A new era for product teams
Research roles are starting to pop up on product teams everywhere. There is more to researching than meets the eye. Often there are not enough resources allocated to conduct the research or one person is tasked with doing everything research related for the product or service– which can be a tall order!
ResearchOps is an emerging area to help research practitioners successfully set up and run smooth Research Operations. In this article I delve into this new discipline. How can researchers provide actionable, insightful data to the wider team and over time build credible and robust Research Operations that positively impacts the business.
What type or research should I do?
Research is a very broad area with a wide range of approaches, data sources and contexts. Depending on the purpose of the project you may set about conducting different types of Research. For example, when your goal is to provide direction and innovation for a new product you may decide to conduct some or all of the following:
1. Customer / Market Research
Customer / Market Research is also called “Primary Research”. This is where you conduct the research yourself and go directly to the source, i.e. to your customers (or the primary users of your product within your market). You find out about their needs and preferences via focus groups, interviews and surveys.
2. Business Research
Business Research is also be known as “Domain Research”. This type is similar to Market Research but instead of customers, you engage with internal stakeholders and subject matter experts. Interviews and workshops are facilitated to understand and clarify the vision, goals and objectives of the business area.
3. Desk Research
Desk Research (or “Secondary Research”) differs because you do not collect the data yourself. Instead, you review Research already conducted by others in your industry through white papers, reports and studies.
It is important to have a clear understanding and an inventory of what types of research to be conducted as part of your project. It’s good practice to assess how much time and effort is allocated to each Research type. The tasks associated with these research types add up over time and may impact the overall scope.
How to scope a research process
Each type of research has a similar process which includes the following 4 phases:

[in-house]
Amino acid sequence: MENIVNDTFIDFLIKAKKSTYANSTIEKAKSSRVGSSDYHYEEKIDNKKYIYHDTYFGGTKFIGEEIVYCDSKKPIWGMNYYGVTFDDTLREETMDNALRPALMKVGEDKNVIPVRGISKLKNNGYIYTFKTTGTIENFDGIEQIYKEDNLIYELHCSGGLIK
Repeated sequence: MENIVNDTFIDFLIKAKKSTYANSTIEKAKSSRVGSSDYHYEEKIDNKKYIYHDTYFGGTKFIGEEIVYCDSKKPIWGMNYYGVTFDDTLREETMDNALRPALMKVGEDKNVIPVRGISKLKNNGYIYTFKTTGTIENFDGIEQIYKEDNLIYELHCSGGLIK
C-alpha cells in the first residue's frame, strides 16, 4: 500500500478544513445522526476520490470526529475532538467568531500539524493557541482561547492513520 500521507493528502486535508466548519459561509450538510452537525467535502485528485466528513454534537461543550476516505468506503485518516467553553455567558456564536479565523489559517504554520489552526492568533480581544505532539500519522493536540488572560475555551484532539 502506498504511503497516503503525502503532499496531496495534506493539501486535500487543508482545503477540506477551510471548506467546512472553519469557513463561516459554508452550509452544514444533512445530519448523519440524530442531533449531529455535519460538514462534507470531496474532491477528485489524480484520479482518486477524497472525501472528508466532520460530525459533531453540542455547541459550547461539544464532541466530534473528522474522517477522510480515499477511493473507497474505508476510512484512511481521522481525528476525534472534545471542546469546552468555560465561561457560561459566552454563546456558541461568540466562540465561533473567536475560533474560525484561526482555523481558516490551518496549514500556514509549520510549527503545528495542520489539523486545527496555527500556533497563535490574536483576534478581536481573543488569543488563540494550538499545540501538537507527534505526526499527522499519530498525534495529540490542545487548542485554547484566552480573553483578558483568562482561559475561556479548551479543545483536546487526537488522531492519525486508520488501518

Research Process Phases
- Planning: deciding the focus, scope and timeline
- Input: engaging with people or documentation to glean data about the topic – the research itself
- Processing: interpreting and synthesising the data
- Output: communicating the findings via written reports and presentations. Translating data into information and knowledge
As you map the types of research to be conducted across the 4 phases the true scale of the project will emerge. Decide how to prioritise, order and schedule activities across the research phases. Even though rapid validation and guerrilla research are in vogue, doing the research with rigour is worth the extra time.
Track Research Progress
Tracking Research Projects
The next step is to monitor and communicate the scope of the research work to the wider team. If there is not enough time allocated to you for the project, based on your projections, push for more time or reduce the scope of each phase appropriately. (Josh Seiden wrote a good piece about what to do when user research doesn’t fit in a sprints).
Going forward, it is important to own all communication relating to the scope of your research project at every opportunity at stand-ups, during meetings and in frequent progress reports.
Be proactive in tracking your progress and stating what you are currently working on, how long it will take you and if you need help or time to keep the project on track. This will ensure the team is aware of the work required to do research right – even on projects with agile approaches!
Use project management tools like Gantt charts, Trello or spreadsheets to track your assumptions and hypotheses and to monitor your tasks and progress – especially if you are working on several research projects at once.
Researchers gain credibility when the output from their research informs the team to make better decisions about products and services. Investing time to plan and standardise your ResearchOps processes will improve the overall efficiency and quality of your research. Taking ownership of the research project through accurate scoping and communication will ensure your research team:
- runs more smoothly
- is valued and taken more seriously
- provides dependable data to inform Product Strategy